GAO Uncovers Medicaid Prescription Drug Fraud

According to a new report from the Government Accountability Office (GAO), over 16,000 Medicaid beneficiaries may have engaged in ‘doctor shopping,’ or visiting five or more physicians for prescriptions for antipsychotics or respiratory medications amounting to $33 million. Furthermore, 700 beneficiaries received more than a one-year supply of the same drug at a cost of $1.6 million to the Medicaid program. The GAO reports that this is an indicator of diversion, or the redirection of prescription medication for illegitimate purposes. The report draws on data from Arizona, Florida, Michigan, and New Jersey from 2011, the most-recent year for which reliable data is available. GAO recommends that the Centers for Medicare and Medicaid Services (CMS) consider lock-in programs for non-controlled substances, which would restrict beneficiaries who have abused the program to one health-care provider, one pharmacy, or both. GAO also suggests CMS look into the prohibition of automatic refills, which would reduce the potential for stockpiling.

Urban Institute Proposes ACA Changes

The Urban Institute has released a new paper recommending changes to address the affordability and access challenges that continue to face the Affordable Care Act (ACA). The proposed changes for the future include altering the premium tax credit schedule and tying subsidies to gold plans sold on the exchanges instead of silver plans in order to reduce the average cost-sharing requirements per household. The report also recommends a change to allow family members to use subsidies to purchase insurance in the marketplace if employer insurance coverage for the family, and not just the individual employee, is deemed unaffordable. Additionally, the researchers suggest increasing federal grants for IT development and operations, consumer outreach and enrollment, and enforcement of regulations. The proposed changes would be paid for in part through increasing the Medicare payroll tax, the extension of Medicaid drug rebates to Medicare, and a cap on the tax exclusion for contributions to employer-based health insurance.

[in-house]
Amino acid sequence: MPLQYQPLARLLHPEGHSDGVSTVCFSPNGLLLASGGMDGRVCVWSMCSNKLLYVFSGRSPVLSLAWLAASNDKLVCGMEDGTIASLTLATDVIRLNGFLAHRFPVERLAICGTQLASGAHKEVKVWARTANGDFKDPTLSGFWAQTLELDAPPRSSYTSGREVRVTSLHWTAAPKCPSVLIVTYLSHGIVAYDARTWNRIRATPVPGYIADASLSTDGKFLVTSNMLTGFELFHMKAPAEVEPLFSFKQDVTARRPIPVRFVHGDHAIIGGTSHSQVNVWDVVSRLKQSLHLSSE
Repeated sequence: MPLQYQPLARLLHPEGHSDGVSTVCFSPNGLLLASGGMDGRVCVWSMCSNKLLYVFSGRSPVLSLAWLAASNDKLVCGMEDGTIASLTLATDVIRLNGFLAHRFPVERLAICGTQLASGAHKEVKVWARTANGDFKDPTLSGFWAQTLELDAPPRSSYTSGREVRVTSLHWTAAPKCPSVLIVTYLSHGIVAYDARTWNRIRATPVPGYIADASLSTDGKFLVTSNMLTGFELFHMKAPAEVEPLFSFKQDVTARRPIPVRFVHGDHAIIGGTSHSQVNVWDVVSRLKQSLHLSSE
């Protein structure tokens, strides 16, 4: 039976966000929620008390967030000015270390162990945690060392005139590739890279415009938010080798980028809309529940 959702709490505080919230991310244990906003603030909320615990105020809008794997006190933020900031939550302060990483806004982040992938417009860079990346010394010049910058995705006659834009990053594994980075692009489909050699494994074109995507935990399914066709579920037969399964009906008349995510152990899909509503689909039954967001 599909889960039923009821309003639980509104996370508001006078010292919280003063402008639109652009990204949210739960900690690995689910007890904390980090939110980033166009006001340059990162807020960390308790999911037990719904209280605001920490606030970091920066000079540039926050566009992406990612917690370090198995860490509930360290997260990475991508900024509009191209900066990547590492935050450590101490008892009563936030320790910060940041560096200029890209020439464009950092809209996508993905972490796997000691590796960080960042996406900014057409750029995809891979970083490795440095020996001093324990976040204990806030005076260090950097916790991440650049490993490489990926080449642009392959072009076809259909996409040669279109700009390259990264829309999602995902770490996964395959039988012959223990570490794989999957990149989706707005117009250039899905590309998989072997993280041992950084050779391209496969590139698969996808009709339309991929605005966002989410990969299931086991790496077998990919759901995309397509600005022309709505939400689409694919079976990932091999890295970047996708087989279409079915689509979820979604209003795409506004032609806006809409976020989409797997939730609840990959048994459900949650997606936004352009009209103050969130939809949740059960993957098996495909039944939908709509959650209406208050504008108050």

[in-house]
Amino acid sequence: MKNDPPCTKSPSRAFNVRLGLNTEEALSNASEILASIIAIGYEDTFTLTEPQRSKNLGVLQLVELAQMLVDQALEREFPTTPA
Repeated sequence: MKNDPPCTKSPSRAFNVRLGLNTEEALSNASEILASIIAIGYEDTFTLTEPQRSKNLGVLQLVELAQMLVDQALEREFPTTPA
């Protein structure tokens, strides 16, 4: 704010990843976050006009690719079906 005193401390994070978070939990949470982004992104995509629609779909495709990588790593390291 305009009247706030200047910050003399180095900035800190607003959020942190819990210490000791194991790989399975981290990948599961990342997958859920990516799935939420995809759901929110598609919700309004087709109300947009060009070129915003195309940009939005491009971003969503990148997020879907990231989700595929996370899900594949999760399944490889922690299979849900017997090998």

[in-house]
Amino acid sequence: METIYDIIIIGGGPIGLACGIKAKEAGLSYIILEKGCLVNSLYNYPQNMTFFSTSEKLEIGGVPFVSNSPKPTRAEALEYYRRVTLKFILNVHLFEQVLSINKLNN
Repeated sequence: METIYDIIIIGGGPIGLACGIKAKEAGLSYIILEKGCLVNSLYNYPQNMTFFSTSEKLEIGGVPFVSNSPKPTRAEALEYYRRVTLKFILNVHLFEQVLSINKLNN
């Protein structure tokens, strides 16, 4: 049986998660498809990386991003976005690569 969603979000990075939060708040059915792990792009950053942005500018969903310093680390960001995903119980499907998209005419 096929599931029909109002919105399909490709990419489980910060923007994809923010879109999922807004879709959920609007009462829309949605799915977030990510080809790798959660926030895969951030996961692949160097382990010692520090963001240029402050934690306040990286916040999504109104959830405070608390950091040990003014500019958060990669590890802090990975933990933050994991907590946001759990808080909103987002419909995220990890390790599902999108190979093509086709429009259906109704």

Uninsured Rates Across the Country Continue to Drop

There has been a statistically significant drop in the uninsured rate for most states since the 2010 health care law took effect at the beginning of 2014, according to the Gallup-Healthways Well-Being Index. Arkansas and Kentucky have seen the sharpest reductions in their uninsured rate, while Oregon, Rhode Island, and Washington all experienced at least a 10-percentage point reduction in their number of uninsured residents. Of the top 10 states with the greatest reductions in uninsured rates, seven expanded their Medicaid programs. Collectively, Gallup finds that the data indicates that uninsured rates in states who chose to expand Medicaid and set up their own health exchanges or form a state-federal partnership marketplace declined significantly more than the uninsured rates in states that did not chose to embrace these parts of the law.

Upcoming Congressional Meetings and Hearings

House Veterans’ Affairs Subcommittee on Health: field hearing titled “Realizing Quality Rural Care Through Appropriate Staffing and Improved Choice;” 10:00 a.m., National Guard Armory, 1170 East Portage Ave., Sault Ste. Marie, Mich.; September 1

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